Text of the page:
St Albans' Own East End

Fleetville streets

 

Castle Road:  First laid out c1900 by either Thomas Tomlinson or Horace Slade on a field known as Rats' Castle Field.  The name Rats' Castle was  the nickname given to an abandoned turnpike toll house on the site of the present public house.  Rats had infested the building and were discovered nesting in the thatched roof.

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St Albans' Own East End

Arthur Road:  This was one of the three roads of Thomas Smith's Fleet Ville, the employee development for the factory on which Morrison's supermarket is not built. Arthur Hall was one of the managers of Smith's Printing Agency.

Tess Road:  Another of the employee roads, it was renamed Woodstock Road south in 1948.  The owner of the printing works was Thomas E Smith, so ths road was named T E S (Tess) in recognition.

Royal Road  Although there was space for a larger part of the development, it never came about and Royal Road became the most westerly road, mamed in recognition of the Accession of Edward VII in 1901.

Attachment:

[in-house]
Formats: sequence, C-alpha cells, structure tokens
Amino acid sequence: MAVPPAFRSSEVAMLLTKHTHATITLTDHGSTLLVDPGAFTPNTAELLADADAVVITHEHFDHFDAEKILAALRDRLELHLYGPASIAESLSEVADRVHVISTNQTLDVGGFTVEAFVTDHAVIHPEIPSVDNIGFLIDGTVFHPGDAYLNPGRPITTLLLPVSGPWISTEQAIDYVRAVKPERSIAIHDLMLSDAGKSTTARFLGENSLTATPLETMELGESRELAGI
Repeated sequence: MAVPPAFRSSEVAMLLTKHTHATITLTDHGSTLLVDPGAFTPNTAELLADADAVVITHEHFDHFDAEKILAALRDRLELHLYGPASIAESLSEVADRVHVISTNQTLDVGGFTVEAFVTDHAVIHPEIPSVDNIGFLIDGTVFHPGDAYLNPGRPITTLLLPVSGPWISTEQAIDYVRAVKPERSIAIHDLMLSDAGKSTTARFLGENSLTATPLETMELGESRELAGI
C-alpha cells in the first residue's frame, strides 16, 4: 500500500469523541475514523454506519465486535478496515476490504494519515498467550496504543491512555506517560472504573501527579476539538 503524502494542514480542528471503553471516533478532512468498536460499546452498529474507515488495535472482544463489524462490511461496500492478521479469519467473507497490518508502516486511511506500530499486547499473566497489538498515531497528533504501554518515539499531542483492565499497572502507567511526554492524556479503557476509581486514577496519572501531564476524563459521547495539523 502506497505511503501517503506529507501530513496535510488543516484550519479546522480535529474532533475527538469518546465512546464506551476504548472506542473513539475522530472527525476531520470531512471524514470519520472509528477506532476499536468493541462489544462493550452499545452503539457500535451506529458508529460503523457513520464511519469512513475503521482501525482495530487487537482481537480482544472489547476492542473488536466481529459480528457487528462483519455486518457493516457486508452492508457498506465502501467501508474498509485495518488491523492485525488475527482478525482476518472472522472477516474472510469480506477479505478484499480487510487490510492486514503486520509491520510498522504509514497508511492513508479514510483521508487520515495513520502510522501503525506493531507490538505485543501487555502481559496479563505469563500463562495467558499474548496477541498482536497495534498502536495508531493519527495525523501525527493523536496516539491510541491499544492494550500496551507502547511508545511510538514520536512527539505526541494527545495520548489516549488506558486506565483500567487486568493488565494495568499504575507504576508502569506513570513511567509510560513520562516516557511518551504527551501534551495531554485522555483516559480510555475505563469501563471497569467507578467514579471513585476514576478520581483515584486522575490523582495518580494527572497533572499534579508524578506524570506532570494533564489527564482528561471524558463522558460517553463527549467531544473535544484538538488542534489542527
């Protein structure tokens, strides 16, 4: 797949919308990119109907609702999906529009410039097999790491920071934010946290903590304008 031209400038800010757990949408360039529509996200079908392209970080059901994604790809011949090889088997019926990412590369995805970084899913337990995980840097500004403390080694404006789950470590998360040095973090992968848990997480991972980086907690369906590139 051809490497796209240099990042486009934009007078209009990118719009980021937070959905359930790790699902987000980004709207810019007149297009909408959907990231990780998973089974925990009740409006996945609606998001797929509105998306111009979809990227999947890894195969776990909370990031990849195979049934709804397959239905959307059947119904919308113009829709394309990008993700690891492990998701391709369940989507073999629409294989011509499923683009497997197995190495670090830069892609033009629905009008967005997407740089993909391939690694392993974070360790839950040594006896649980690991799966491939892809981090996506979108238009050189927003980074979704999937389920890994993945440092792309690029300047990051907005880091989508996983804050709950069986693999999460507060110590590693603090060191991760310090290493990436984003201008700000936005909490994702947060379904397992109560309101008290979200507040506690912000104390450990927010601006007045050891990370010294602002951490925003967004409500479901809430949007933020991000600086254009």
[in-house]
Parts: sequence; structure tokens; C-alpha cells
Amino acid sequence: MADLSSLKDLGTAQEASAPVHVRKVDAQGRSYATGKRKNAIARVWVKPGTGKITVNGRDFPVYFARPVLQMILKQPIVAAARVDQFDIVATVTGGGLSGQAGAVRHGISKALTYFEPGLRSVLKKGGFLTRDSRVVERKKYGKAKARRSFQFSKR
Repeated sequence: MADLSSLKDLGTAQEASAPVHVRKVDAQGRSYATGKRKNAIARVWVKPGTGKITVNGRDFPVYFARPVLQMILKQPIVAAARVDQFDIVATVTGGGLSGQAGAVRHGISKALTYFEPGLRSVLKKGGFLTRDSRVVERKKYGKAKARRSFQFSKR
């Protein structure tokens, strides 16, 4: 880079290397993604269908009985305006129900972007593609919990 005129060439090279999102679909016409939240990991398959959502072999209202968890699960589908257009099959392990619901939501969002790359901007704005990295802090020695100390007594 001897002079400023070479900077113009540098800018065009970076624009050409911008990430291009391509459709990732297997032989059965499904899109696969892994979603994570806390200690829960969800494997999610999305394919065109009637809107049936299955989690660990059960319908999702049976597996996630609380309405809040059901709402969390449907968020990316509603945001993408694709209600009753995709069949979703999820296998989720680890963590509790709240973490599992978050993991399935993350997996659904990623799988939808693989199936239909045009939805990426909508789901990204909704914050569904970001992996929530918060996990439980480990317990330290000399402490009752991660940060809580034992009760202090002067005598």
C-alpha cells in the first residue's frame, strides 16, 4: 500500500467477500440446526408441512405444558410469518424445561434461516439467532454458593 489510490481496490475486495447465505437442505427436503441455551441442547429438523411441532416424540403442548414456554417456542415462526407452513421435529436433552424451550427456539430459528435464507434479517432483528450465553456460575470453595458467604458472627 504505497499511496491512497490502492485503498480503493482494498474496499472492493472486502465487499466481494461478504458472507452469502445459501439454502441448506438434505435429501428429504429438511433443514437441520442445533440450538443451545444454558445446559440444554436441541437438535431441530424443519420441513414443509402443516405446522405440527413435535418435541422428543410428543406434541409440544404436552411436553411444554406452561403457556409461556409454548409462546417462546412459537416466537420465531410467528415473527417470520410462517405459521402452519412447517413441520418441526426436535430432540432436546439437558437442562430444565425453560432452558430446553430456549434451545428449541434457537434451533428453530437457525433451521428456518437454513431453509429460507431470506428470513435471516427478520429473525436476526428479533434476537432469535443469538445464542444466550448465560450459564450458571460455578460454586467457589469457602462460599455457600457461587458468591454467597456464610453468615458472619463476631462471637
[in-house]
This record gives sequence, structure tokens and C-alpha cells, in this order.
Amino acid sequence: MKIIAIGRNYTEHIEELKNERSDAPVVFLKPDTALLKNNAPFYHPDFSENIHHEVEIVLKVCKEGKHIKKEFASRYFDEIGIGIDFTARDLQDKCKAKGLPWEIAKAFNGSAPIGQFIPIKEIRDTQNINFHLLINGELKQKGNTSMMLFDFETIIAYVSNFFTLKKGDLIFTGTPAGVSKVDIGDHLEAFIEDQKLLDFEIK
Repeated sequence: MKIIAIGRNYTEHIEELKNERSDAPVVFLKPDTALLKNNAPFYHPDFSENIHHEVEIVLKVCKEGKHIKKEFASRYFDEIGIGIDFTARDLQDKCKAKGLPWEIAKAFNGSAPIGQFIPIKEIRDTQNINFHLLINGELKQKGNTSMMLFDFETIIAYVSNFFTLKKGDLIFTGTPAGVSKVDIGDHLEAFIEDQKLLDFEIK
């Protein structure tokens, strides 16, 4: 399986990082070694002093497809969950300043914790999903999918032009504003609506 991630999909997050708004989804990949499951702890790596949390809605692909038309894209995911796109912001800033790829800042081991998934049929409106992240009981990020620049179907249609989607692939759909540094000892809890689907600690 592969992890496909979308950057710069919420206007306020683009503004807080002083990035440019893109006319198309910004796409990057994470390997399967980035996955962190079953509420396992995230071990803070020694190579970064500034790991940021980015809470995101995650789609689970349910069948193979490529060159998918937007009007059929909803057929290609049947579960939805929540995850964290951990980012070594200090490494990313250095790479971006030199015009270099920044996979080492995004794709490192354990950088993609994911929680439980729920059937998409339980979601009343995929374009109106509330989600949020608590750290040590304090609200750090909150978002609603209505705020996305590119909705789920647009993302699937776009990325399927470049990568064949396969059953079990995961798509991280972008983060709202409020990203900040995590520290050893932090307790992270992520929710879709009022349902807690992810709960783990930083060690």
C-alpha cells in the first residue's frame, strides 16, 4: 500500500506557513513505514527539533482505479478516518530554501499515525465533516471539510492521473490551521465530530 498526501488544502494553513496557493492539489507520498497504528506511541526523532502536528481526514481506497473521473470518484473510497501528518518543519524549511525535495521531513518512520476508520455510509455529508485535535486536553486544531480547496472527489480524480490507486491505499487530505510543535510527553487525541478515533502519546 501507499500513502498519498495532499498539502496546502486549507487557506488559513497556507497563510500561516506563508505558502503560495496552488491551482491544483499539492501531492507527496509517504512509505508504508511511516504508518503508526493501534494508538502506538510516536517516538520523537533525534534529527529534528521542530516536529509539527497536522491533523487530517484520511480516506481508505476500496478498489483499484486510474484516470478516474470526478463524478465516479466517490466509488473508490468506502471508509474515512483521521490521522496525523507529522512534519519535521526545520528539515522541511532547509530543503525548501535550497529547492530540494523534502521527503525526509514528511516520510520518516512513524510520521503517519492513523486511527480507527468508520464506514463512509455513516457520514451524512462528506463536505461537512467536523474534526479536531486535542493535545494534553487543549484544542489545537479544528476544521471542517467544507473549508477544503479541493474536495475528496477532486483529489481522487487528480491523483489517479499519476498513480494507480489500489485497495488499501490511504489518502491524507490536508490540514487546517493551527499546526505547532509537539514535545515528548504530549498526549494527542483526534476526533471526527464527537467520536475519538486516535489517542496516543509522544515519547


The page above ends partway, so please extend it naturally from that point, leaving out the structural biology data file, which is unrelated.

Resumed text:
Princes Road:  This, and Tess Road were renamed in 1948 and together became Woodstock Road south.  The princes in question were either Albert, Alfred, Arthur and Leopald, sons of Queen Victoria and Prince Albert; or the sons of Edward VII and Alexandra: Albert, George V and John.  This was a development by Thomas Tomlinson and Henry Hansell.

Sutton Road:  The Camp Estate was developed by the partnership of Arthur Ekins and Francis Giffen.  Mr Ekins was born and brought up in the small village of Sutton in Cambridgeshire.  The former farm track was therefore named after the place of his birth.

Cambridge Road:  Giffen and Ekins had the naming rights of the roads on the estate they developed.  Arthur Ekins was born in Cambridgeshire.  Between them, therefore, there is a link between Sutton and Cambridge roads.

College Road:  The link with the County of Cambridgeshire is reinforced by a dedication to the city of Cambridge and its many colleges.

Ely Road:  Giffen and Ekins named a further road on their estate after another Cambridgeshire city with a strong historic and ecclesiastical link with St Albans.

Royston Road:  Francis Giffen was born at Therfield, near Royston, on the border between Hertfordshire and Cambridgeshire.


The search continues for the proven origin of the names for Beresford and Wellington roads.